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The buzzards are back, and they brought friends

April 13, 2011

From early spring through late fall last year, the view from my north-facing picture window included some familiar friends each morning and evening: turkey vultures.

Just over a dozen of the winged creatures had chosen to roost in some trees a few blocks away from my house. I would see them gliding through the sky as they left or returned to their roost each day.

This year, the vultures brought some buddies back from their seasonal trip south. Here is the view over my house yesterday afternoon:

I'm not dead yet! Why are you circling over my house?

I counted 44 birds in this image, and there was another group of about 30 birds to the northeast.


From what I understand, turkey vultures will keep returning to the same roost year after year.

I enjoy watching them wheel through the sky, but I am glad they are not roosting in my yard. (I admit to NIMBYism when it comes to masses of vultures.)

Now, some people think turkey vultures are disgusting (yes, they urinate on their own legs, to cool themselves off and to kill bacteria they may have picked up from standing on rotting carcasses), but if you consider they role they play in the ecosystem, you really need to tack on the adjective “amazing” as well.

Just think about the nastiness they are able to eat without getting sick! Here is a summary of how they are able to do that.

If not for the vultures, there would be a lot more putrescent carcasses hanging around out there in the environment.

India got a taste of life without vultures after a cheap anti-inflammatory drug used as a last-ditch effort to treat sick cattle killed off vultures en masse. Many of the cattle dosed with the drug were so sick that they died anyway. When the vultures feasted on the drug-laced carcass, they died from kidney failure. The vultures’ systems could handle a barrage of bacteria, but not this particular drug.

As a result, carcasses piled up around the country, which led to an associated health threat to humans. The feral dog population climbed as a result of the increased food supply, and the transmission of rabies from dogs to humans increased.

Here’s a 2006 NYT article about the situation.

I missed seeing the birds this morning, but I’ll probably catch them this evening and swat a high-five towards their flight path.

Yaaaay, vultures!

(Even Snoopy knows the coolness of vultures, even if he sometimes doesn’t get it quite right – too bad the sound and vid are out of sync on this clip.)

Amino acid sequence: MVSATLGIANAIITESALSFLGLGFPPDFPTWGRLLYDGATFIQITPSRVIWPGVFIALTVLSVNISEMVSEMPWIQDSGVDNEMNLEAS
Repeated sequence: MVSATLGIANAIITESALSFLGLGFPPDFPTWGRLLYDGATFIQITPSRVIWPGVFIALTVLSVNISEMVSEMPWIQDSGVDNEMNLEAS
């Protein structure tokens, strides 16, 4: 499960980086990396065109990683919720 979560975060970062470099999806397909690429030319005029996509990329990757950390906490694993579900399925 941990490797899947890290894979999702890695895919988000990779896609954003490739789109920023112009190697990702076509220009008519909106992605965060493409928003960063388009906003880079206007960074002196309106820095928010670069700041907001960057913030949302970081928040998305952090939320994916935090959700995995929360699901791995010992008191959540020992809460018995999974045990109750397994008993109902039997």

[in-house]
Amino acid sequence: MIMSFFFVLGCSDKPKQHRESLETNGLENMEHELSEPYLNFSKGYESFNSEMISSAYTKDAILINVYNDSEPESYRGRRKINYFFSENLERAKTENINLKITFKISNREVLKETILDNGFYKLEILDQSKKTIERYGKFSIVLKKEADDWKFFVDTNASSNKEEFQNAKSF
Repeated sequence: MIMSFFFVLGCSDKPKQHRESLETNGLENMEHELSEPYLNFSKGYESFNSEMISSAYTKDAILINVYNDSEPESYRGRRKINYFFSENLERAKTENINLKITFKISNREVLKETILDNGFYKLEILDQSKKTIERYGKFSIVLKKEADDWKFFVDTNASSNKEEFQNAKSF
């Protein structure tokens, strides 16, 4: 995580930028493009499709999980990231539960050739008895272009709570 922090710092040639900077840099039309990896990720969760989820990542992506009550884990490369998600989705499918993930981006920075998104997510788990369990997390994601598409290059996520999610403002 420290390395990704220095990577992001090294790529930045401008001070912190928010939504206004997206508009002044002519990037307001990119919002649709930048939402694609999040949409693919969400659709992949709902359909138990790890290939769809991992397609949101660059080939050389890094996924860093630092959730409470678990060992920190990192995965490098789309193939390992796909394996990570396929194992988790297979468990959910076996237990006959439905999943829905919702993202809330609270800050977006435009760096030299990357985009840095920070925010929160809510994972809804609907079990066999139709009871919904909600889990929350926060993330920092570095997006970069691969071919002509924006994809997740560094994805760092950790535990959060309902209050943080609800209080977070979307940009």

Copyright 2011 by Katie Bradshaw

5 Comments leave one →
  1. Rick Myers permalink
    April 13, 2011 9:48 am

    We had the same flock in Gering several years ago. A wonderful sight from our kitchen window as they swooped low over our house and ultimately landed in trees two blocks east of us. However, the neighbors did not like their behavior and ultimately got permission from the city to bring in a federal officer to shoot the vultures and drive them from the city. They left a couple of carcasses in the tree to ward off returning vultures. Rather sad and disgusting! We have seen a couple this years checking out the neighborhood. I appreciate our neighbor’s disgust when they found partial snakes and other remnants of the feathered friend. Still, I enjoy watching them play in the updrafts and wind currents.

  2. April 13, 2011 11:08 am

    Wonder what started their roosting in the tree nearby?

  3. April 13, 2011 12:16 pm

    Great post, Katie. Thanks for showing a way to look beyond the superficial “yuck” reaction we sometimes have, and for pointing out how beneficial carrion feeders are. We have a flock in our neighborhood too. I counted 35 the other evening. We also had a one-legged turkey vulture hanging around the ranch a couple of years ago. It was impressive, at least to me, to watch the bird go about its daily life successfully even though it was profoundly injured or deformed. I’ll forward a couple of pics or else try to squeeze out a blog post on the subject.

  4. Michele Arnold permalink
    April 13, 2011 12:47 pm

    I figured they were targeting ME as I ran the Avenues. I must look near-death!

    • Katie Bradshaw permalink
      April 14, 2011 6:01 am

      Hate to tell you this, Michele, but vultures seek food by smell, not sight.

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